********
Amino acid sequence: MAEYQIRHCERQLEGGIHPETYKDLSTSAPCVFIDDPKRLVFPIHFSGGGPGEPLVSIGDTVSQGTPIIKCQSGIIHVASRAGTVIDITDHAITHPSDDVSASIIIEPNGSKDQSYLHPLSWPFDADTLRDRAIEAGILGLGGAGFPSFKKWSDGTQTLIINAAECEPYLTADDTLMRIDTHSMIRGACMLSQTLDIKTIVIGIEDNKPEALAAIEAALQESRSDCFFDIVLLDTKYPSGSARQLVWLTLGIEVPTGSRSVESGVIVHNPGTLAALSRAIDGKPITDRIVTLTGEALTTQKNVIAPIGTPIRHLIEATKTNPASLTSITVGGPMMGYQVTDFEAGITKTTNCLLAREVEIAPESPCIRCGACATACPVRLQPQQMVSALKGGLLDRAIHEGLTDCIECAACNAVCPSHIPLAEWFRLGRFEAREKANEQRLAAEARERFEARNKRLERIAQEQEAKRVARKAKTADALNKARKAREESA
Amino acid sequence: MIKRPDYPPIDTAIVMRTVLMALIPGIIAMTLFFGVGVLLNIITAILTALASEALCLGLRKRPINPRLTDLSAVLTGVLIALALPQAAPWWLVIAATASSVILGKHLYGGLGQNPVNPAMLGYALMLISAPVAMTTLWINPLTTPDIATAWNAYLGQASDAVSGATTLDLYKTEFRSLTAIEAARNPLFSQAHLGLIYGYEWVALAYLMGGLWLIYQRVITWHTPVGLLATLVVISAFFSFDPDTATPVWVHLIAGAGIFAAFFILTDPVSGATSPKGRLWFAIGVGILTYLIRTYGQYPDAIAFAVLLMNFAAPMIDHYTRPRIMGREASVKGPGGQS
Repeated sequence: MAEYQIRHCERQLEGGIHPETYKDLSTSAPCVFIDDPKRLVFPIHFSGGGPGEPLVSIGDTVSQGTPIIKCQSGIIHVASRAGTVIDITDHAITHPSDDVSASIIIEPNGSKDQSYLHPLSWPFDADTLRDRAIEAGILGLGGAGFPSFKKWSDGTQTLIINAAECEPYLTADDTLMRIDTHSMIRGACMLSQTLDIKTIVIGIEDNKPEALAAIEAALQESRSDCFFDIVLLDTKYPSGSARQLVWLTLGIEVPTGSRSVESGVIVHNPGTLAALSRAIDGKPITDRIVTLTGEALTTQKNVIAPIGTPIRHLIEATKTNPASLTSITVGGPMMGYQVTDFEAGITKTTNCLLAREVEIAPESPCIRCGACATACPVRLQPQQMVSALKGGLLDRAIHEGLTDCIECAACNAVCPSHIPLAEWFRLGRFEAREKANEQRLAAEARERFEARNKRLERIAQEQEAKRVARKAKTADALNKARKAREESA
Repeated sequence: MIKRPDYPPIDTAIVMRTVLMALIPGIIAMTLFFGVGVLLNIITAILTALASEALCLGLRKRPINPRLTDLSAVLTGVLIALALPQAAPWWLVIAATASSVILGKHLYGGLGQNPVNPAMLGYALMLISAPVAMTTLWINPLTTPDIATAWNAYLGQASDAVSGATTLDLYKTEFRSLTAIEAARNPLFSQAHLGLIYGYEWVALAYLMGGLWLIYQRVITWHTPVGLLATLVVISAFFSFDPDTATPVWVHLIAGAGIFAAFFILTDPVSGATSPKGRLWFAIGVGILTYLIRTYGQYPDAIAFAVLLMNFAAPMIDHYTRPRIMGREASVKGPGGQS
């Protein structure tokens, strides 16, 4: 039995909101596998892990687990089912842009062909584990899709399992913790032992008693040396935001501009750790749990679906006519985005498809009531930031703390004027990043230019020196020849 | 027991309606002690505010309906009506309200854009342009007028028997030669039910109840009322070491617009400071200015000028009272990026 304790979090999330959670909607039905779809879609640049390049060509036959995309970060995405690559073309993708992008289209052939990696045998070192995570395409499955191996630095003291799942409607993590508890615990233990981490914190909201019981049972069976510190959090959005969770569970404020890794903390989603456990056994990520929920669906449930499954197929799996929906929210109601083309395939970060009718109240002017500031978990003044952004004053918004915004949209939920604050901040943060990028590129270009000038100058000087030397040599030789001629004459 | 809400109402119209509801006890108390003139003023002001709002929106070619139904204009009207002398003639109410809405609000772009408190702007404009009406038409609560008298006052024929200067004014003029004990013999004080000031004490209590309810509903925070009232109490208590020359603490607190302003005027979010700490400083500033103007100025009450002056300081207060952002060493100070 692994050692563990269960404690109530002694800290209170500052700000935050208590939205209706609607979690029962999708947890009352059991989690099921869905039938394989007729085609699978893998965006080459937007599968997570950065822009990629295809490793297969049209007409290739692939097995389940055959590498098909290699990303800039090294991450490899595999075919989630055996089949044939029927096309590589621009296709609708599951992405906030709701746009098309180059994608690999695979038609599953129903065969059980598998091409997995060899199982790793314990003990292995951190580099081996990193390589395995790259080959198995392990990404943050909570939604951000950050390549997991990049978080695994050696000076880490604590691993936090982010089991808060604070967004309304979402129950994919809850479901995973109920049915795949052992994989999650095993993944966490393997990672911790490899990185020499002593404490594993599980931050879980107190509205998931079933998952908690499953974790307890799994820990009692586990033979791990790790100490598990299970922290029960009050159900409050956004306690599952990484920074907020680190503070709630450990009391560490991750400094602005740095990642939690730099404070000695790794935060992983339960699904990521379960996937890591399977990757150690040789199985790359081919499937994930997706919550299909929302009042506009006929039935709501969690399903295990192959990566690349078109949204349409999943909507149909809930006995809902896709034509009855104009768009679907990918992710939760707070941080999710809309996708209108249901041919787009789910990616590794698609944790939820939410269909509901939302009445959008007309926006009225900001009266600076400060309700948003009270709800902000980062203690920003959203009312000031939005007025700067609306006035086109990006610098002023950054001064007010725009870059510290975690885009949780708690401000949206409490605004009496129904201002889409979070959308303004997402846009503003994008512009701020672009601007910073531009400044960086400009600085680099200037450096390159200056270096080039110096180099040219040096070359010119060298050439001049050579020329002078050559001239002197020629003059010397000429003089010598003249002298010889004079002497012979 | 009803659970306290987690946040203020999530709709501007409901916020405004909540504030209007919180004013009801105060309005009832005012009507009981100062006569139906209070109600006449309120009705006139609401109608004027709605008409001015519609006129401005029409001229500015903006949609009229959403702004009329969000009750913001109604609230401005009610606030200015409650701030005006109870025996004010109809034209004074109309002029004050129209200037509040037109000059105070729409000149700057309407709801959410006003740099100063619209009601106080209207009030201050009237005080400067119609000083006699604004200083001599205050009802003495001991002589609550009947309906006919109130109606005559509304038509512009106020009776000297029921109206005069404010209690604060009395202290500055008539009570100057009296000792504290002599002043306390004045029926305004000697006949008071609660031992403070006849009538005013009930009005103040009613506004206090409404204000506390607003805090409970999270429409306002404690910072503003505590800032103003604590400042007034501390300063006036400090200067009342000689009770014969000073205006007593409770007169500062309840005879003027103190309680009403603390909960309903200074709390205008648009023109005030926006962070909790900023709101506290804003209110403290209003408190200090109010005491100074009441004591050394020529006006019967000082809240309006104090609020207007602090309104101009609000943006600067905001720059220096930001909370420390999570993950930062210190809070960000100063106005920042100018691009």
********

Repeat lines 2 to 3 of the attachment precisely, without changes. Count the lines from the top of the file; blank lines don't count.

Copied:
Amino acid sequence: MIKRPDYPPIDTAIVMRTVLMALIPGIIAMTLFFGVGVLLNIITAILTALASEALCLGLRKRPINPRLTDLSAVLTGVLIALALPQAAPWWLVIAATASSVILGKHLYGGLGQNPVNPAMLGYALMLISAPVAMTTLWINPLTTPDIATAWNAYLGQASDAVSGATTLDLYKTEFRSLTAIEAARNPLFSQAHLGLIYGYEWVALAYLMGGLWLIYQRVITWHTPVGLLATLVVISAFFSFDPDTATPVWVHLIAGAGIFAAFFILTDPVSGATSPKGRLWFAIGVGILTYLIRTYGQYPDAIAFAVLLMNFAAPMIDHYTRPRIMGREASVKGPGGQS
Repeated sequence: MAEYQIRHCERQLEGGIHPETYKDLSTSAPCVFIDDPKRLVFPIHFSGGGPGEPLVSIGDTVSQGTPIIKCQSGIIHVASRAGTVIDITDHAITHPSDDVSASIIIEPNGSKDQSYLHPLSWPFDADTLRDRAIEAGILGLGGAGFPSFKKWSDGTQTLIINAAECEPYLTADDTLMRIDTHSMIRGACMLSQTLDIKTIVIGIEDNKPEALAAIEAALQESRSDCFFDIVLLDTKYPSGSARQLVWLTLGIEVPTGSRSVESGVIVHNPGTLAALSRAIDGKPITDRIVTLTGEALTTQKNVIAPIGTPIRHLIEATKTNPASLTSITVGGPMMGYQVTDFEAGITKTTNCLLAREVEIAPESPCIRCGACATACPVRLQPQQMVSALKGGLLDRAIHEGLTDCIECAACNAVCPSHIPLAEWFRLGRFEAREKANEQRLAAEARERFEARNKRLERIAQEQEAKRVARKAKTADALNKARKAREESA